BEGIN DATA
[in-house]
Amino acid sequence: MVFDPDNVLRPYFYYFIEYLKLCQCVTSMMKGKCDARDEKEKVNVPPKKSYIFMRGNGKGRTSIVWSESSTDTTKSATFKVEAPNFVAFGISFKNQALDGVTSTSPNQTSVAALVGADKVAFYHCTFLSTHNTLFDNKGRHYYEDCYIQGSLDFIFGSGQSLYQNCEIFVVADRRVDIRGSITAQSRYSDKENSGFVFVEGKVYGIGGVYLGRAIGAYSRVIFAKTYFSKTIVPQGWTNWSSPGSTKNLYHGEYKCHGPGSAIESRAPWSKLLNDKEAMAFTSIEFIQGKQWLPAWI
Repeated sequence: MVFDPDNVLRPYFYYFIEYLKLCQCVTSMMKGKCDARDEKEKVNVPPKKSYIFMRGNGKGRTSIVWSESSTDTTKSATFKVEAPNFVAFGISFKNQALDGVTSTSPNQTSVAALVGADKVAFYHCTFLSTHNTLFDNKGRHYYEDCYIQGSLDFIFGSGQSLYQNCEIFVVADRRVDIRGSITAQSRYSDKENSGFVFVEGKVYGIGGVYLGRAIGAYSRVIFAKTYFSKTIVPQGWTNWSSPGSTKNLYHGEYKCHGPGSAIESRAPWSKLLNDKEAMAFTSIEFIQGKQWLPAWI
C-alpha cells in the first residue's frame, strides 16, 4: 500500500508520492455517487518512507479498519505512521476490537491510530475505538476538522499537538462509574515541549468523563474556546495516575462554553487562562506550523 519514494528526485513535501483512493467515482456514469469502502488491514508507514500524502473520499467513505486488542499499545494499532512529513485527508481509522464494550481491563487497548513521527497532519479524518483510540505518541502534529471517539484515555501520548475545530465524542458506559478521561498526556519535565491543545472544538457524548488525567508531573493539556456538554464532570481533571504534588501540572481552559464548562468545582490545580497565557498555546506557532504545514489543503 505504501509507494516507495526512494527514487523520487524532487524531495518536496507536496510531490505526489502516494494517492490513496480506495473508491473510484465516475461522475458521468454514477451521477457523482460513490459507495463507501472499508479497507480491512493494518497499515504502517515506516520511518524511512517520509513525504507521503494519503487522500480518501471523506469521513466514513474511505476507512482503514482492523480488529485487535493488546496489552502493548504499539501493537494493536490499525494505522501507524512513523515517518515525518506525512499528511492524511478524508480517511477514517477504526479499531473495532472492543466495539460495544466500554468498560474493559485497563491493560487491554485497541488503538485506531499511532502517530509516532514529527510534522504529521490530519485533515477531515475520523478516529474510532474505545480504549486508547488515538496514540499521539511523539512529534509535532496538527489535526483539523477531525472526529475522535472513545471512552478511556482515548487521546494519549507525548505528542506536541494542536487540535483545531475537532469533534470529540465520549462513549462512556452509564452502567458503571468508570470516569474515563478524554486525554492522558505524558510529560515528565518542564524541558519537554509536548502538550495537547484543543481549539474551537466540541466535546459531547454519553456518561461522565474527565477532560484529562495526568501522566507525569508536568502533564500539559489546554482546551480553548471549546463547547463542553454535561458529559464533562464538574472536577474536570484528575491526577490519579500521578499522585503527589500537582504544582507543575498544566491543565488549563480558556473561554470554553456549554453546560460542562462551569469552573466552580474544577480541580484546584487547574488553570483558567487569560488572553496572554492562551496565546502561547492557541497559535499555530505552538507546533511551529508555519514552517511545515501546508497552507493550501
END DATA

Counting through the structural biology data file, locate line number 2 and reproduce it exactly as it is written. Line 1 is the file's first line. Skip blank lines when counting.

Amino acid sequence: MVFDPDNVLRPYFYYFIEYLKLCQCVTSMMKGKCDARDEKEKVNVPPKKSYIFMRGNGKGRTSIVWSESSTDTTKSATFKVEAPNFVAFGISFKNQALDGVTSTSPNQTSVAALVGADKVAFYHCTFLSTHNTLFDNKGRHYYEDCYIQGSLDFIFGSGQSLYQNCEIFVVADRRVDIRGSITAQSRYSDKENSGFVFVEGKVYGIGGVYLGRAIGAYSRVIFAKTYFSKTIVPQGWTNWSSPGSTKNLYHGEYKCHGPGSAIESRAPWSKLLNDKEAMAFTSIEFIQGKQWLPAWI